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< Back to current issue of Immigration Daily < Back to current issue of Immigrant's Weekly

[Federal Register: July 12, 2002 (Volume 67, Number 134)]
[Page 46212-46213]
From the Federal Register Online via GPO Access []



Immigration and Naturalization Service

[INS No. 2221-02]

Meeting on Proposed Safe Third Country Agreement With Canada for 
Asylum Seekers

AGENCY: Immigration and Naturalization Service, Justice.

ACTION: Notice of meeting.


SUMMARY: The Immigration and Naturalization Service (Service) and the 
Department of State (DOS) are engaged in formal negotiations with the 
Canadian government to enter into an agreement that would limit the 
access of asylum seekers, under appropriate circumstances, to the 
system of only one of the two countries (safe third-country agreement). 
The purpose of this notice

[[Page 46213]]

is to announce that the Service and the DOS are holding a meeting to 
solicit views from the public concerning the terms of a proposed safe 
third-country agreement.

DATES and TIMES: The meeting will be held on Thursday, August 1, 2002, 
from 1 p.m. to 4 p.m.

ADDRESSES: The meeting will be held at the Immigration and 
Naturalization Service Headquarters, 425 I Street, NW, Washington, DC, 
20536, Shaughnessy Conference Room, Sixth Floor.

FOR FURTHER INFORMATION CONTACT: Georgia Papas, Office of International 
Affairs, Asylum Division, Immigration and Naturalization Service, 111 
Massachusetts Avenue, NW, Washington, DC. 20536; telephone (202) 514-
6029; fax (202) 305-0827; e-mail


What Is the Purpose of This Meeting?

    The purpose of this meeting is to solicit the views of non-
governmental organizations and other interested members of the public 
regarding the terms of a safe third-country agreement between the 
United States and Canada.

What Would Such an Agreement Do?

    This agreement, when finalized, will limit asylum seekers' access, 
in certain circumstances, to the asylum system of the last of the two 
countries where they have been present.

What Legal Authority Permits the United States To Enter Into Such 
an Agreement?

    The United States asylum laws contain provisions that make certain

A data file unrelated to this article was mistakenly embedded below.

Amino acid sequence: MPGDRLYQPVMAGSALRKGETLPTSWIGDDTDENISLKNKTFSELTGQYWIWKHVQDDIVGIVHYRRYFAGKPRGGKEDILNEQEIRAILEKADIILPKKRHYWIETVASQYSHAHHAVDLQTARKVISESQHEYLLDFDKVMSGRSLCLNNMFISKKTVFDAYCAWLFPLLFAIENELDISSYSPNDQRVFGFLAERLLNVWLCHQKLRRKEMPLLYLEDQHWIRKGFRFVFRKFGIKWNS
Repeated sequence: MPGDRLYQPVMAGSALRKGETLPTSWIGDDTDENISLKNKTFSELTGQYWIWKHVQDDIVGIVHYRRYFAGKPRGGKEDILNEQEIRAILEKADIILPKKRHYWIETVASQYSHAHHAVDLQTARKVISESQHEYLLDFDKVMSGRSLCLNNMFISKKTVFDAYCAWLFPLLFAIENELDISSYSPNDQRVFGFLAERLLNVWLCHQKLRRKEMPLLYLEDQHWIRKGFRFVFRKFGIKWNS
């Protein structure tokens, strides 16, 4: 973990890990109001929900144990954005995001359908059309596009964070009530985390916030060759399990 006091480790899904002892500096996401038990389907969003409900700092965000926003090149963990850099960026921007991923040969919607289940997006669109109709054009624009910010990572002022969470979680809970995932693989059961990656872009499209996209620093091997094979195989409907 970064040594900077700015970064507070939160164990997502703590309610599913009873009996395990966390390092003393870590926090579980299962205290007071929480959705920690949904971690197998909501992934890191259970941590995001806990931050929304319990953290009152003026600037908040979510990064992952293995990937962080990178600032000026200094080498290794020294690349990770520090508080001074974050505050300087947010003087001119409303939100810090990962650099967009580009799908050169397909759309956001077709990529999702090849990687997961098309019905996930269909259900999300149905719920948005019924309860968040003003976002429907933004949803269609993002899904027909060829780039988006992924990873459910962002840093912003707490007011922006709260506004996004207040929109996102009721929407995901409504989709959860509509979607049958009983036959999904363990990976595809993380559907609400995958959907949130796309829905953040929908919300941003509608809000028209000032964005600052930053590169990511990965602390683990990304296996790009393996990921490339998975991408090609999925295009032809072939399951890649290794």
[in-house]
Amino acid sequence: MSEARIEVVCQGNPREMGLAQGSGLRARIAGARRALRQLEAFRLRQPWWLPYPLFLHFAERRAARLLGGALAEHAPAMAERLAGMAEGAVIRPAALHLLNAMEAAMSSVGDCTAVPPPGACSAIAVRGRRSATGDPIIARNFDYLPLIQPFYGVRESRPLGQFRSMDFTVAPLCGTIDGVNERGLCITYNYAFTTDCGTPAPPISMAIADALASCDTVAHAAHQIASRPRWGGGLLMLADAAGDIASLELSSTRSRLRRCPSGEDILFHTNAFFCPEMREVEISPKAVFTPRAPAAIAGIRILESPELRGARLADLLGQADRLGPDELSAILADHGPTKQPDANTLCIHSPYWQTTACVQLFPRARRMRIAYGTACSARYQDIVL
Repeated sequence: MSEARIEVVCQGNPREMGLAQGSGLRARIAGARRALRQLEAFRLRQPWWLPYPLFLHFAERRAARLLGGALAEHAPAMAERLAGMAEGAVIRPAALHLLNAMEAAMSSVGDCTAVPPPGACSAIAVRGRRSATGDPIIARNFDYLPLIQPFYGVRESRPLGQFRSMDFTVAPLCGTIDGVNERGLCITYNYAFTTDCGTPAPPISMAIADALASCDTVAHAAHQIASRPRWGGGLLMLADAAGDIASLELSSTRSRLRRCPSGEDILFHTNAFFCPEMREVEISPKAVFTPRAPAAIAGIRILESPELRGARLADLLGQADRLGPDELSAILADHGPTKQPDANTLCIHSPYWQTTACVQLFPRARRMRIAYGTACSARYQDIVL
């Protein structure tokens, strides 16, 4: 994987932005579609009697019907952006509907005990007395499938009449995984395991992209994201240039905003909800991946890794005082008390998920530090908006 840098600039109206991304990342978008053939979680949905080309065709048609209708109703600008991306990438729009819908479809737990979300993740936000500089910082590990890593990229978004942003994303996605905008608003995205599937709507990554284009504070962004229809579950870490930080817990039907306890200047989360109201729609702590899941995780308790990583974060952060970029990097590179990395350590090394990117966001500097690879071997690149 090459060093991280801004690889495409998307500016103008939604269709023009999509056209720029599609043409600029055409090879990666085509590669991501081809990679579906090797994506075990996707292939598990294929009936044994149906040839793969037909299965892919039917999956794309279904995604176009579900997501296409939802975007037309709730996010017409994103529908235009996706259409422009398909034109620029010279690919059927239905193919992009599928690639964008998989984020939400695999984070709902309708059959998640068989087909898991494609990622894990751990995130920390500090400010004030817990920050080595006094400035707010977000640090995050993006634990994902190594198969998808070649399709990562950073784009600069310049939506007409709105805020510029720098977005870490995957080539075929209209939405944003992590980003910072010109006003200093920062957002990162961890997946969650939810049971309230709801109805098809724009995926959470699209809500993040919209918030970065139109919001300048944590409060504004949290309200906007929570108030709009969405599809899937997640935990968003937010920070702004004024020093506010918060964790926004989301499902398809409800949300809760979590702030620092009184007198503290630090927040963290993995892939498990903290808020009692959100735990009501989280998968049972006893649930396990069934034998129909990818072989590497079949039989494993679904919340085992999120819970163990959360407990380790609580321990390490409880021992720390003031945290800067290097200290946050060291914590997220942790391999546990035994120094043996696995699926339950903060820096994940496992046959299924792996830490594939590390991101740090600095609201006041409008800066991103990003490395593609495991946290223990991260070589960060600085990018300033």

aliens ineligible to apply for asylum if they can be removed to a 
prescribed ``safe third country.'' Specifically, section 208(a)(1) of 
the Immigration and Nationality Act (Act) permits any alien who arrives 
in the United States to apply for asylum. However, section 208(a)(2)(A) 
provides that such an alien may not apply for asylum in the United 
States if the Attorney General determines that the person can be 
removed to a country pursuant to a bilateral or multilateral agreement 
(other than the country of the alien's nationality or, in the case of 
an alien having no nationality, the country of the alien's last 
habitual residence) where he or she would not face persecution and 
would have access to a full and fair procedure for determining a claim 
to asylum or equivalent temporary protection.

What Recent Governmental Actions Support Pursuing This Agreement?

    On December 3, 2001, Attorney General John Ashcroft signed an 
accord with then Canadian Minister of Citizenship and Immigration, 
Elinor Caplan, and the Solicitor General, Lawrence MacAuley, agreeing 
``to begin discussions on a safe third-country exception to the right 
to apply for asylum.'' The accord provided, ``Such an arrangement would 
limit the access of asylum seekers, under appropriate circumstances, to 
the system of only one of the two countries.'' Additionally, the Office 
of Homeland Security's Action Plan for Creating a Secure and Smart 
Border includes the negotiation of a safe third-country agreement as 1 
of 30 shared initiatives between the United States and Canada.

Where Can the Public Obtain a Copy of the Proposed Agreement Prior 
to the August 1, 2002, Meeting?

    Beginning on July 15, 2002, the public will be able to obtain a 
copy of the proposed agreement on the Service's Internet Web site at:

What Is the Agenda for This Meeting?

    There will be an overview of the terms of the draft agreement and 
an opportunity for public comment.

Who Can Attend This Meeting?

    The meeting is open to the public, but advance notice of attendance 
is requested to ensure adequate seating and to arrange for appropriate 
clearance into the building. Persons planning to attend should notify 
the contact person at least 5 days prior to the meeting. Members of the 
public may submit written statements at any time before the meeting, or 
promptly afterward, to the contact person for consideration by the 
Service and the DOS.

    Dated: July 5, 2002.
James W. Ziglar,
Commissioner, Immigration and Naturalization Service.
[FR Doc. 02-17609 Filed 7-9-02; 4:03 pm]

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